A single pain pill – the opioid narcotic Percocet – launched a deep descent into heroin addiction for Zachary Dennis Gys. The talented student athlete from Lowell, Massachusetts, sprained his ankle at a high school hockey practice and took a Percocet – given to him by a classmate – to ease the pain.
“He got started with Percocet, 5 milligrams. That wasn’t enough after awhile,” says Louise Griffin, Zachary’s mother. “From there he went to OxyContin. The drug dealers told him – when OxyContin wasn’t available – that he should try heroin, because it would give him a better and quicker high.”
Despite forcing her son into treatment – and sustaining him through seven rehab programs in two states – Zachary often relapsed. Each time, his addiction grew worse and the family’s odyssey more frightening.
“I watched as this beautiful child morphed into this stranger that I could not recognize,” Griffin says. “He needed more heroin, he stole from me, he manipulated, he lied. I had to put deadbolts on my bedroom door. My bank account got drained. I have no jewelry left.”
Zachary made progress in Florida, where he had been drug-free for two months and enjoyed a new circle of friends committed to recovery. A month before his 22nd birthday, Zachary was hopeful when he called his mother from a sober living home, Griffin recalls.
“He had just gotten a job and on Day 60, he called me and said, ‘Mom, I’m 60 days clean. I’m doing great, I got a job.’ And on Day 61, he was dead.”
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Zachary’s accidental overdose from an opioid relapse mirrors the alarming rise of teen drug abuse and addiction. The dangers are portrayed in the new film, “If Only,” from the Mark Wahlberg Youth Foundation and Millenium Health.
Set in Middlesex County, Massachusetts – a community hard hit by the opioid epidemic – “If Only” follows the lives of Isaac and Connor, best friends who develop a prescription drug problem. The teens experiment with painkillers from the family medicine cabinet, and get high at house parties where young people share a bowl of pills. One family seeks help for their son’s addiction; the other is in denial.
“If Only” ends with an aching scene from real life. Clutching photos of their loved ones, families gather in St. William Catholic Church to remember 57 young people, their lives cut markedly short by addiction.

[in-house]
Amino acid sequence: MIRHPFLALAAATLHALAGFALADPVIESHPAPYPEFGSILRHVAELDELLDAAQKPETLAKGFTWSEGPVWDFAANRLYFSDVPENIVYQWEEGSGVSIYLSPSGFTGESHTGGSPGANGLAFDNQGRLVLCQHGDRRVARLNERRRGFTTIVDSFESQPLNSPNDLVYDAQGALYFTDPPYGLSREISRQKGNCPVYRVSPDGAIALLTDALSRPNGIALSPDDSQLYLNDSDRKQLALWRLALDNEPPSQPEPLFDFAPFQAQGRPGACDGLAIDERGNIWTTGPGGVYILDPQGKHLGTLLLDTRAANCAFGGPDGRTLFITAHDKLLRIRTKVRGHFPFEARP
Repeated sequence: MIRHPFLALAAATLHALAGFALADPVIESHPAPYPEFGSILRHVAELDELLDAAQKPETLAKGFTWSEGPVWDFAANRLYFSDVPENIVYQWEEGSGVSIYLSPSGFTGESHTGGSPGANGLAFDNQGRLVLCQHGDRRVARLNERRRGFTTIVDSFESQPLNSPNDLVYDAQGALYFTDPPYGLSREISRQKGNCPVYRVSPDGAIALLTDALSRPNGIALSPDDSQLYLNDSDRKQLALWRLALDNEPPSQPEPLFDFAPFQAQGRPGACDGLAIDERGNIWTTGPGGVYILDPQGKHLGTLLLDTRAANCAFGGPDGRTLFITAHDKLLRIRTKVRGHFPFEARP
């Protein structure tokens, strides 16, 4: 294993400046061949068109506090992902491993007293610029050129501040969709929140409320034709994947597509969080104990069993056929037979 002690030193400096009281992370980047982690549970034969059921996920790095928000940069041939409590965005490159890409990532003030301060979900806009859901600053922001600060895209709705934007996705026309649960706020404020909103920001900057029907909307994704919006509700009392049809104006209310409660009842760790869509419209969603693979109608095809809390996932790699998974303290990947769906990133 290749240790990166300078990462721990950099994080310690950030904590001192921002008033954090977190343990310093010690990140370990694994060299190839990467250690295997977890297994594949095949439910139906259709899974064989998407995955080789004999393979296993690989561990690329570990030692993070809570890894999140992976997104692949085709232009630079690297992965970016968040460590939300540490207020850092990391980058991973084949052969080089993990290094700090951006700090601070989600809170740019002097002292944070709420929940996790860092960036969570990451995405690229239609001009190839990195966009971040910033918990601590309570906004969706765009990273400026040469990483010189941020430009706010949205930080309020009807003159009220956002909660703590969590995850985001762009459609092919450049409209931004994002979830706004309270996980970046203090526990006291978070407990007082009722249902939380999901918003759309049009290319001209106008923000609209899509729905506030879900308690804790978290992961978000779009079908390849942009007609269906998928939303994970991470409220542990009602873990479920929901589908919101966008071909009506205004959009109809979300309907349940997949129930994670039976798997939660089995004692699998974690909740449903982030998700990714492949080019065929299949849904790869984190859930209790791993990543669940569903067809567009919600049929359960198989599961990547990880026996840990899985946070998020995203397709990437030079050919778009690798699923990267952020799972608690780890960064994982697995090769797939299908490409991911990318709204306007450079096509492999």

“Prescription drug misuse and abuse has reached epidemic proportions in the United States, and this film illustrates the danger this poses to youth today,” says Nicole Beckstrand, Vice President of Integrated Communications for Millennium Health, a California-based drug-testing company that co-sponsored the film.
To spread awareness of the problem, “If Only” parallels a public health campaign, Drop Them Off (http://DropThemOff.com/), which promotes safe use, storage and disposal of prescription medications.
An estimated one in six teens reports using prescription drugs to get high or change their mood, and most say they get the drugs from family and friends, according to the Partnership for Drug-Free Kids. The number of teens who misuse or abuse a prescription drug at least once increased 33 percent between 2008 and 2012, to about 5 million teens, according to the 2012 Partnership Attitude Tracking Survey.
Easy access to medicines, lax attitudes and few warnings from adults contribute to the misconception that prescription drugs are less harmful or addictive than other drugs, experts say. New research also suggests that the abuse of prescription opioids is a gateway to heroin use for many people (since heroin is typically a cheaper, more accessible opioid).
“I think the most important message is how quickly a young person can go from one pill to addiction, it can happen that fast,” says Griffin, whose son’s addiction followed the trajectory from prescription opioids to street drugs.
Every day in the United States, an estimated 114 people of all ages die from drug overdoses, and 61 of those deaths (53%) are due to prescription medications, according to the U.S. Centers for Disease Control. The majority of deaths involve opioid pain relievers such as oxycodone (Percocet, OxyContin), hydrocodone (Vicodin) and methadone.
It’s a growing public health crisis, with a 146% increase in fatal drug overdoses between 1999 and 2012, according to the Centers for Disease Control. Drug overdoses are now the leading cause of injury death in America – responsible for more deaths among people ages 25-64 than motor vehicle accidents.